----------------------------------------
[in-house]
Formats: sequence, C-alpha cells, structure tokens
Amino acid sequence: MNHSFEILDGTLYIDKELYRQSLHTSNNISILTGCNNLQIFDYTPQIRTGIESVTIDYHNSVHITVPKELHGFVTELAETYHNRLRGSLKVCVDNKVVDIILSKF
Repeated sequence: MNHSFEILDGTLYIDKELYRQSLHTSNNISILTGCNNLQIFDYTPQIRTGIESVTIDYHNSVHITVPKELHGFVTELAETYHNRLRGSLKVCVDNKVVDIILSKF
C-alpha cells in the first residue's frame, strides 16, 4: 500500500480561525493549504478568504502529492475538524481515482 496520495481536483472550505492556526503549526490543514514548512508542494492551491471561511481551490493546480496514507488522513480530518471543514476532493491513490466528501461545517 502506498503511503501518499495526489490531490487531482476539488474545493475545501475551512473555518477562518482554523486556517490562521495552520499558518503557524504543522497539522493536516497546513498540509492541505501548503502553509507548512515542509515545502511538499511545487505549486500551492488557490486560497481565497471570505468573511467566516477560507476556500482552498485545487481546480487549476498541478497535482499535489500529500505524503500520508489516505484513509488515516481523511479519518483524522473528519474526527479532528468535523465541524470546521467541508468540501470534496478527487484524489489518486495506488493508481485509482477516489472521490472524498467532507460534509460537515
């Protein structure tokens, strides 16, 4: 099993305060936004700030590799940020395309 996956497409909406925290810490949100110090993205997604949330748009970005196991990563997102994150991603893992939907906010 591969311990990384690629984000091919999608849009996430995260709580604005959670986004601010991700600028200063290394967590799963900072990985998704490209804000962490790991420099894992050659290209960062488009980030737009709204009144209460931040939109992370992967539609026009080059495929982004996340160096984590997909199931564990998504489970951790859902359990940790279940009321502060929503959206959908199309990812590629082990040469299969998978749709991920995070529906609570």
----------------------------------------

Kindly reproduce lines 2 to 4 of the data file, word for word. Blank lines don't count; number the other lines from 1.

Formats: sequence, C-alpha cells, structure tokens
Amino acid sequence: MNHSFEILDGTLYIDKELYRQSLHTSNNISILTGCNNLQIFDYTPQIRTGIESVTIDYHNSVHITVPKELHGFVTELAETYHNRLRGSLKVCVDNKVVDIILSKF
Repeated sequence: MNHSFEILDGTLYIDKELYRQSLHTSNNISILTGCNNLQIFDYTPQIRTGIESVTIDYHNSVHITVPKELHGFVTELAETYHNRLRGSLKVCVDNKVVDIILSKF